On The Ground

As we approach St Petersburg by air, we near the end of our 24 hour journey getting here. As expected, it was a journey that was filled with the unexpected

Packing decisions continued right to the point of departure. Decisions had to be made on what items were more critical than others to make weight limits and to stay within the capacity of our luggage. Several trips to the scale were made with the “Big Green Monster”, the duffel bag carrying a lot of the donated supplies, a kickball, and a playground parachute for the kids at the VBS camp in Vyborg. But finally, on Thursday morning, Alyssa was at our front door to drive us to Minneapolis–there was no more time to work on the trip planning or anything else in our lives that seemingly mattered; it was time to go!

As we reached Minneapolis, our first unexpected challenge occurred when Alyssa’s sister texted that Alyssa had forgotten a bag of necessary medications on her bed. While we shared the immediate sense of dread and hopelessness she felt we all started thinking of the possibilities to overcome this setback. Long story short, Alyssa’s dad drove the bag of medications up to Minneapolis, an exchange occurred at the curb in front of the airport, and this event would not even have had to have been mentioned except it provides a great illustration of how all things are possible with God. (For Alyssa’s dad to drop whatever he was doing to play the “hero” and answer to prayers for a solution to this problem was also a great illustration of why we celebrate Fathers Day and is also a great analogy of how our Father in heaven solved the “problem” of our sin!)

I could also give you details of dealing with Dan drawing blood after hitting his head on a low-hanging luggage compartment door as we left the plane in Brussels, Belgium, or realizing that because of the hour delay in departing Newark, we may not have had a chance to make it to our connecting flight to St Petersburg. But as I write this, St Petersburg is coming into view, and we will soon be with the rest of the team.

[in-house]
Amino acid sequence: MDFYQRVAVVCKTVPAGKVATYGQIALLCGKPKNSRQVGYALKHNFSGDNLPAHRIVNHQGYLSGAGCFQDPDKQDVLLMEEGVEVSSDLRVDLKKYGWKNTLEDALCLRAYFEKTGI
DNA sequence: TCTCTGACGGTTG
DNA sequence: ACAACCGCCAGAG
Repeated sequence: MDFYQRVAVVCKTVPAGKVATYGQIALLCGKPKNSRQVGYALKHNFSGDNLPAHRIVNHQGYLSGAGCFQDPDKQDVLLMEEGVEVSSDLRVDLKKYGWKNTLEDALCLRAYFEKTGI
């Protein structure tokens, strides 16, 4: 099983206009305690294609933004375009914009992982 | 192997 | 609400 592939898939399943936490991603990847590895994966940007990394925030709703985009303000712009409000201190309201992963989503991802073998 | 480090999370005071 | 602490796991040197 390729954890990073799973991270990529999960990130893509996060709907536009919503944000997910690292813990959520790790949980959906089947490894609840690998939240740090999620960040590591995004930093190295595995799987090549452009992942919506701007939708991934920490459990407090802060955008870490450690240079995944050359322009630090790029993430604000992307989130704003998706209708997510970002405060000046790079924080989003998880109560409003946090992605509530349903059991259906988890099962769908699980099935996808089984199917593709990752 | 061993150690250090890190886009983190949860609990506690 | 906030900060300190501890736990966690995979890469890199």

Thank you, Lord, for a safe journey! We look forward to meeting more members of your family of believers and in doing your work!

50.8599° N, 4.4741° E

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Russia – Anticipation

John 20:21 – So Jesus said to them again, “Peace be with you; as the Father has sent Me, I also send you.”

A suitcase of school supplies

A suitcase full of school supplies

We are only a couple days from boarding our planes that will take us to Russia! Our flights leave on July 18th and we will arrive in Russia on July 19th. These last days have been filled with packing two weeks of clothing and supplies into a little carry-on……but we have done it! We are bringing with us notebooks and crayons and other school supplies to give to the children in Russia, whom we are so excited to meet! Please pray that our flights over go well and that God will prepare us for the journey ahead.

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Notes from the Edge of the World Rev. Matthew Heise (October 2013)

The Lutheran Church-Missouri (October 2013)

The Lutheran Church-Missouri (October 2013)


Above: The path through the woods to the seminary

Above: The path through the woods to the seminary


The Fork in the Road   When I first began teaching at the Ingrian Lutheran Seminary ten years ago, my biggest fear was in not knowing when to get off the bus. Honestly. I needed to take a 45-minute bus ride from St. Petersburg into the countryside, and I was always afraid I that would get off at the wrong stop and have to ask for directions. As you all know, men don’t ask for directions! And plus, I would be asking for directions in Russian. With my American accent. In the countryside. Where people are naturally suspicious, let alone towards one asking for a Lutheran seminary in an Orthodox country!

So I was always relieved when I saw the fork in the road. The previous theological educator, Rev. Douglas Reinders, had coached me to recognize it when I saw it. So as that great philosopher Yogi Berra once said, “When you see the fork in the road—take it!” And so I did, making my way up the hill and through the woods and onto the seminary campus.

Now after ten years of teaching at the seminary, I have come to another fork in the road, metaphorically speaking. After much prayer and contemplation, I have decided to leave the Office of International Mission of The Lutheran Church—Missouri Synod. Suffice it to say, I am completely at peace with my decision and really believe that the Lord is leading me onto different paths now.